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The House and the William Robinson Gallery will be closed on Good Friday, and will be open 10am – 4pm on Easter Sunday and Easter Monday.


The House and the William Robinson Gallery will be closed to visitors on Tuesday 3 and Wednesday 4 April in preparation for an Official Event.

We apologise for any inconvenience caused.

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Social Structure

In 19th century Queensland there was a clearly defined social order. A person's class, employment and gender determined their social position. Every role in society carried particular rights and obligations that were well understood. This applied to everyone from the governor to the lowest scullery maid and provided a set of rules for each person to live by. Whilst this hierarchy provided security and certainty for everyone it also restricted opportunity for advancement for those on the 'lower rungs' of society. It was very difficult for the merit of the individual to override the boundaries in the social order.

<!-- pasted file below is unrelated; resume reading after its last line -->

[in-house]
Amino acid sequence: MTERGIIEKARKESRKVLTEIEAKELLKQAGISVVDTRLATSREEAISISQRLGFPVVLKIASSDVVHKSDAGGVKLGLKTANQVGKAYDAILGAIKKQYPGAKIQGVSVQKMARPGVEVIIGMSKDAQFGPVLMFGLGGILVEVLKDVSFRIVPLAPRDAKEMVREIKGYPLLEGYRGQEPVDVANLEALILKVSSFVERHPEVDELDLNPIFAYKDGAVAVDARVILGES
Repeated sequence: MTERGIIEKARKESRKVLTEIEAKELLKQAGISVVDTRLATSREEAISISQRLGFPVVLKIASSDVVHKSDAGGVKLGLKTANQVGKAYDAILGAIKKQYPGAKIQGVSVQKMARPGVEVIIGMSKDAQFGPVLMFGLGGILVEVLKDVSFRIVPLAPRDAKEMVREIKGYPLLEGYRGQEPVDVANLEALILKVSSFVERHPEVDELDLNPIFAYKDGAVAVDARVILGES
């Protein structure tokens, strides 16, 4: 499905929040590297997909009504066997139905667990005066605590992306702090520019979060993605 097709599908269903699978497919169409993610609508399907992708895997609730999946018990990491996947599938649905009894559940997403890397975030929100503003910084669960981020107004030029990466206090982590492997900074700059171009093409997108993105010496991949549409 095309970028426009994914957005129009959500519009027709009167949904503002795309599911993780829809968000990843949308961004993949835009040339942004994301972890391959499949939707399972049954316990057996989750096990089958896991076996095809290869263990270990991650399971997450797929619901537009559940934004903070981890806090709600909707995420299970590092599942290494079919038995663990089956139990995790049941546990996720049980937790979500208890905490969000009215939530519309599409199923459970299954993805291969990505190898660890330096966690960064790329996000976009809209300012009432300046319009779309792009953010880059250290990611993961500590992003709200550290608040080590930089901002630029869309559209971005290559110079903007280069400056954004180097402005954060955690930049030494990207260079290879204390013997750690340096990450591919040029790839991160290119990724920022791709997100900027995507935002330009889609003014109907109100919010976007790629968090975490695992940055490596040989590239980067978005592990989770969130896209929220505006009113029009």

This very formal and rigid social structure is reflected in the design of Old Government House. This can be seen in three dimensions of the house layout.

First is the division between the Governor and his guests and the servants and staff. The front of the House is the Governor's domain and the lofty ceilings and rich cedar joinery contrast with the simpler build of the rear of the House where the servants lived and worked.

Secondly there is a clear division between the work or public areas of the House downstairs and the private quarters for the Governor and servants upstairs.

Thirdly there is a division between the male or business eastern side of the House and the female or family western side of the House.

Consistent with these guidelines the House is designed in an organized manner where people could and could not go, and where everyone knew their place. It clearly reflects the society of the times.